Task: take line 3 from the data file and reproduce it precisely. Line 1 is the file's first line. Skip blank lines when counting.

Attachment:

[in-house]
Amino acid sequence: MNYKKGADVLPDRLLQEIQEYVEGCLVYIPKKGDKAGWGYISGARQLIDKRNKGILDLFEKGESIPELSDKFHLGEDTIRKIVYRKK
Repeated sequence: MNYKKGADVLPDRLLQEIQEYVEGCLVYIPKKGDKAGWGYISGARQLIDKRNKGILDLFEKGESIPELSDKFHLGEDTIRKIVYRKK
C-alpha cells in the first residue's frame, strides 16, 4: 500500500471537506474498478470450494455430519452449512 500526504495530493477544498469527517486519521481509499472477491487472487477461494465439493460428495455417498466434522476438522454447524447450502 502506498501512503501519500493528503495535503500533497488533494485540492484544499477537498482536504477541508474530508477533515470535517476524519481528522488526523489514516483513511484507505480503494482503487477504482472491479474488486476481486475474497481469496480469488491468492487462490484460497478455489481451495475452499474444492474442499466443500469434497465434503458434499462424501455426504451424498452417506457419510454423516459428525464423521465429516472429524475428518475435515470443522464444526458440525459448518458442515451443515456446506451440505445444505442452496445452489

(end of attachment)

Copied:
Repeated sequence: MNYKKGADVLPDRLLQEIQEYVEGCLVYIPKKGDKAGWGYISGARQLIDKRNKGILDLFEKGESIPELSDKFHLGEDTIRKIVYRKK